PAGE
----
July 30th, 2016 – Off the Strait of Belle Isle

(Late Entry)
The Strait of Belle Isle is the channel that separates the northern tip of Newfoundland from the southern end of Labrador. It is a magical place, rich in plankton which draws fish, seabirds and whales in large numbers. I just finished a 3-week stint of counting seabirds from a Coast Guard research vessel off the east coast of Newfoundland and Labrador and I spent a couple of days in the area. It’s a great place to see Sooty Shearwaters; I’ve seen hundreds in the Strait itself. Great Shearwaters are also common but even more so a little further out to sea.

But this richness pales in light of descriptions made in earlier times. In the early 1900’s, Arthur Cleveland Bent published a series of books detailing the life histories of all North American birds – the Birds of North America is a more modern version of his pioneering initiative. He did most of the writing but, on occasion, had other experts pen the histories of particular species. I love the “old” writings: so much more descriptive (not the cold, formal detailing of modern scientific writing) and with a wide vocabulary.

CW Townsend did the write-up on the Greater Shearwater. “To the bird student who rarely ventures from the beaches or sheltered bays out onto the unprotected ocean a glimpse of a shearwater – the hag, or hagdon, or hagdown of sailors – is most unusual…..Graceful birds they are and well do they deserve their name, for on nimble wing they are ever on the alert to cut or shear the water in their search for food.”

I was particularly struck by this description:
“The largest number I ever saw was on a July day on the Labrador coast between Battle and Spear Harbors. The wind was strong on shore, bringing in wisps and clouds of fog from the numerous icebergs which beset the coast. At first our steamer disturbed from the water groups of fifty to a hundred shearwaters, but, as we pushed north, larger and larger flocks arose and flew outside until we had seen at least ten thousand (italics mine) of these splendid birds. The great flock extended for several miles along the rugged coast and with the exception of three sooty shearwaters all were the greater species.”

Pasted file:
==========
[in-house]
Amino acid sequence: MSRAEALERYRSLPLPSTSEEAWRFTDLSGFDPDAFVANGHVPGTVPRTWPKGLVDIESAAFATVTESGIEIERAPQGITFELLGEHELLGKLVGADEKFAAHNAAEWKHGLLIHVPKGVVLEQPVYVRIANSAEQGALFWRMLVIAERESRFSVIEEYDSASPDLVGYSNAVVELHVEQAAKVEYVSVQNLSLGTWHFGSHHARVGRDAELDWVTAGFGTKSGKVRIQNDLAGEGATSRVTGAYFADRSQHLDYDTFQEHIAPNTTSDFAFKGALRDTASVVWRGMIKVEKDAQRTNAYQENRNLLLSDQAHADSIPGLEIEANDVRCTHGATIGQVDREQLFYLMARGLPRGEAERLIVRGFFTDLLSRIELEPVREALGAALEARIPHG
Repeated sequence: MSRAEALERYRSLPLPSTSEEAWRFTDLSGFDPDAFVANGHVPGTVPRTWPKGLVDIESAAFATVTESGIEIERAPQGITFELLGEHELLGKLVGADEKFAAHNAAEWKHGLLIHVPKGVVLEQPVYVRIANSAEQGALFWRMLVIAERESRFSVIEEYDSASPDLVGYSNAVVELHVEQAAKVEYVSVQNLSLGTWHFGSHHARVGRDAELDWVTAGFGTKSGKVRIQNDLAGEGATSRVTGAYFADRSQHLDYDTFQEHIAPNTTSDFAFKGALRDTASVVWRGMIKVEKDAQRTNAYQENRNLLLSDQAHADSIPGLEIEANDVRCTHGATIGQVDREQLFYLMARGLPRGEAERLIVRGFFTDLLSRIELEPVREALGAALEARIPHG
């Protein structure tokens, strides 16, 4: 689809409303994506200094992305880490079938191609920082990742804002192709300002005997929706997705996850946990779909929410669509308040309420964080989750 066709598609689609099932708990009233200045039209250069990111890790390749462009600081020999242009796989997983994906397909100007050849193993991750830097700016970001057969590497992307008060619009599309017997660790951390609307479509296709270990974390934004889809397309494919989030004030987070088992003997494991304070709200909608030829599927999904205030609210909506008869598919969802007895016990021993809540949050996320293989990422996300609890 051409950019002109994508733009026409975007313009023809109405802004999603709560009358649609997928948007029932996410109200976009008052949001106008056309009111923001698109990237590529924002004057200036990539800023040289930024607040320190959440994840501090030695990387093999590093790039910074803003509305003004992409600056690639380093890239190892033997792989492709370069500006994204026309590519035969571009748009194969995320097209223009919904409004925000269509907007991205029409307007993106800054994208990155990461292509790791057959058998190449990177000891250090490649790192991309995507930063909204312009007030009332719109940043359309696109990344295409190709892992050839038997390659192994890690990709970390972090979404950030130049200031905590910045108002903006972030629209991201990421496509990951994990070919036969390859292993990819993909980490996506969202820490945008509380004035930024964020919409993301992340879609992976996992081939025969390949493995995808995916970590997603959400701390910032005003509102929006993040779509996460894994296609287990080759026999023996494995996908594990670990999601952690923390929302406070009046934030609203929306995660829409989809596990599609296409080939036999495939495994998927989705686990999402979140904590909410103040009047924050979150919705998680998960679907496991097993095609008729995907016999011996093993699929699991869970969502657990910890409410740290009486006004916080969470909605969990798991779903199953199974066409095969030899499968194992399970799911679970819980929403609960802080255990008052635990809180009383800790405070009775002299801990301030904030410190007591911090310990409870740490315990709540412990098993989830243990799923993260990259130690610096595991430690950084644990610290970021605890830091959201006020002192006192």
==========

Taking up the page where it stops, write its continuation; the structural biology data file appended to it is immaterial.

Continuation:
Battle Harbour is just north up the Labrador coast from the Strait of Belle Isle. I steamed through the general area 3 times on this trip. I saw very few Great Shearwaters. There were some around but nothing even approaching these numbers – mostly single birds coursing back and forth across the swell looking for a meal.

Further south I had seen Great Shearwaters in groups, especially when we ran 450 nautical miles East along the 47th parallel over the Flemish Cap and then north to a transect that would take us southwest into Bonavista Bay. I saw isolated groups of 30-50 birds on the water and once, when the ship was stopped to take water samples, a group of about 125 gathered around the ship (mistaking us for a fishing vessel). But at no time over the 3 weeks I was out did I ever see Great Shearwaters in the numbers described above. (And, interestingly, in the Strait of Belle Isle area the most common shearwater was the Sooty.)

Great (and Sooty) Shearwaters nest on islands in the far southern Atlantic. After nesting they head north to spend “the Winter” in the nutrient-rich waters of the north Atlantic. Traditionally they seek out schools of small fish (like capelin) and squid to sustain them and, especially, to fuel their moult. They arrive in eastern Canadian waters by May and usually have left by sometime in October. They range well up the Labrador coast and I have seen them as far north as the SE end of Baffin Island.

So, did I just miss them or are they not there anymore? I suspect the latter. Recent reports, including The State of the World’s Birds, suggest that, worldwide, seabird numbers have declined by 70% since the 1950’s. While I find these kinds of numbers suspect (because I don’t know what they’re based on – who was systematically counting in the 1950’s?), I don’t doubt that there has been a serious drop. Why? Well I guess you can run through the usual litany of suspects: overfishing of prey species, by-catch in the fishing industry (i.e., hooked on long-lines and drowned), chemical pollution, predators finding their way into their breeding areas (e.g, cats and rats brought by fishing/whaling vessels), changes in oceanic current flows and water temperatures due to global warming, ingestion of pieces of plastic floating in the oceans (and I saw some even though we were fairly far north). More likely it isn’t one of these causes but the cumulative effect of them all working together insidiously. What a shame. A single Great Shearwater playing in a 30-knot wind over the waves or riding the updraft of a long swell is a thing of beauty and awe. I can’t begin to imagine what ten thousand of them would be like.